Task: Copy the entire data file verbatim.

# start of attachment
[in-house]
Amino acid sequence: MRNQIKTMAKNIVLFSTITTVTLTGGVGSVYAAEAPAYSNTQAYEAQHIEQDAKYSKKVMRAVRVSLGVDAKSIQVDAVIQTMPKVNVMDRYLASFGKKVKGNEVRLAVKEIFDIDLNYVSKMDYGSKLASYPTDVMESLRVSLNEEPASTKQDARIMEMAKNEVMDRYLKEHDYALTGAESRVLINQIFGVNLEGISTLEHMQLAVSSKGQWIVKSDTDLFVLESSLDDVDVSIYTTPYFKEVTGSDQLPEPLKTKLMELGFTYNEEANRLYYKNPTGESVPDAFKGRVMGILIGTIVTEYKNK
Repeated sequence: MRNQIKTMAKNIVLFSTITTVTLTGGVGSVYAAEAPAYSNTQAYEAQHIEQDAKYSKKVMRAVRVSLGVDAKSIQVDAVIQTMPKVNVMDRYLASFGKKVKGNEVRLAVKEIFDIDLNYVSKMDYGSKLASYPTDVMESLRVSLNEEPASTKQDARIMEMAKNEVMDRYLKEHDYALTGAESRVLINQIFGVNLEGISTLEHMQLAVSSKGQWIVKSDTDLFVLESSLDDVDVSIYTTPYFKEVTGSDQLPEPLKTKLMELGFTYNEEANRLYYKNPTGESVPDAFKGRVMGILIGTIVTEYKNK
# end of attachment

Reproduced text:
[in-house]
Amino acid sequence: MRNQIKTMAKNIVLFSTITTVTLTGGVGSVYAAEAPAYSNTQAYEAQHIEQDAKYSKKVMRAVRVSLGVDAKSIQVDAVIQTMPKVNVMDRYLASFGKKVKGNEVRLAVKEIFDIDLNYVSKMDYGSKLASYPTDVMESLRVSLNEEPASTKQDARIMEMAKNEVMDRYLKEHDYALTGAESRVLINQIFGVNLEGISTLEHMQLAVSSKGQWIVKSDTDLFVLESSLDDVDVSIYTTPYFKEVTGSDQLPEPLKTKLMELGFTYNEEANRLYYKNPTGESVPDAFKGRVMGILIGTIVTEYKNK
Repeated sequence: MRNQIKTMAKNIVLFSTITTVTLTGGVGSVYAAEAPAYSNTQAYEAQHIEQDAKYSKKVMRAVRVSLGVDAKSIQVDAVIQTMPKVNVMDRYLASFGKKVKGNEVRLAVKEIFDIDLNYVSKMDYGSKLASYPTDVMESLRVSLNEEPASTKQDARIMEMAKNEVMDRYLKEHDYALTGAESRVLINQIFGVNLEGISTLEHMQLAVSSKGQWIVKSDTDLFVLESSLDDVDVSIYTTPYFKEVTGSDQLPEPLKTKLMELGFTYNEEANRLYYKNPTGESVPDAFKGRVMGILIGTIVTEYKNK